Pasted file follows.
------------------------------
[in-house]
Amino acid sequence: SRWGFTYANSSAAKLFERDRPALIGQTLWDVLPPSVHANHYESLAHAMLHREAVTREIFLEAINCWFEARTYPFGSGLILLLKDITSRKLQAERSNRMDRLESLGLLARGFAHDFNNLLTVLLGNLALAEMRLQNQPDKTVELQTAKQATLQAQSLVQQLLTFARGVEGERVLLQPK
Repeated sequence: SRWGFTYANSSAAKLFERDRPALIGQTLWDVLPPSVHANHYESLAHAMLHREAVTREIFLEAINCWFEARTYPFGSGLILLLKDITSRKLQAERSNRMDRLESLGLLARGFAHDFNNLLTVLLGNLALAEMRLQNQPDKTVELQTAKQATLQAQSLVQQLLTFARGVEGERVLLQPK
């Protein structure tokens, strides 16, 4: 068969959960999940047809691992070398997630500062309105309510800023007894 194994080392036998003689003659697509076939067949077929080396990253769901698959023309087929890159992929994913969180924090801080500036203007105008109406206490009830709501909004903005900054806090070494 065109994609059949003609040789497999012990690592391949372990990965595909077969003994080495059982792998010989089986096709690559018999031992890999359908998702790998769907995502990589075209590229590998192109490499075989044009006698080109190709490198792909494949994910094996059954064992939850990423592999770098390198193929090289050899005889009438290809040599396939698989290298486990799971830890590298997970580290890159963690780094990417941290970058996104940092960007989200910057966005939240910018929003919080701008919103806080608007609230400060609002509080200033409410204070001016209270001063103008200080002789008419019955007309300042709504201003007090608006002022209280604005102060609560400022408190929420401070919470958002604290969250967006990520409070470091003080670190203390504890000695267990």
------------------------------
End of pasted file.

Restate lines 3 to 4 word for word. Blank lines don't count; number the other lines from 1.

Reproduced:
Repeated sequence: SRWGFTYANSSAAKLFERDRPALIGQTLWDVLPPSVHANHYESLAHAMLHREAVTREIFLEAINCWFEARTYPFGSGLILLLKDITSRKLQAERSNRMDRLESLGLLARGFAHDFNNLLTVLLGNLALAEMRLQNQPDKTVELQTAKQATLQAQSLVQQLLTFARGVEGERVLLQPK
């Protein structure tokens, strides 16, 4: 068969959960999940047809691992070398997630500062309105309510800023007894 194994080392036998003689003659697509076939067949077929080396990253769901698959023309087929890159992929994913969180924090801080500036203007105008109406206490009830709501909004903005900054806090070494 065109994609059949003609040789497999012990690592391949372990990965595909077969003994080495059982792998010989089986096709690559018999031992890999359908998702790998769907995502990589075209590229590998192109490499075989044009006698080109190709490198792909494949994910094996059954064992939850990423592999770098390198193929090289050899005889009438290809040599396939698989290298486990799971830890590298997970580290890159963690780094990417941290970058996104940092960007989200910057966005939240910018929003919080701008919103806080608007609230400060609002509080200033409410204070001016209270001063103008200080002789008419019955007309300042709504201003007090608006002022209280604005102060609560400022408190929420401070919470958002604290969250967006990520409070470091003080670190203390504890000695267990």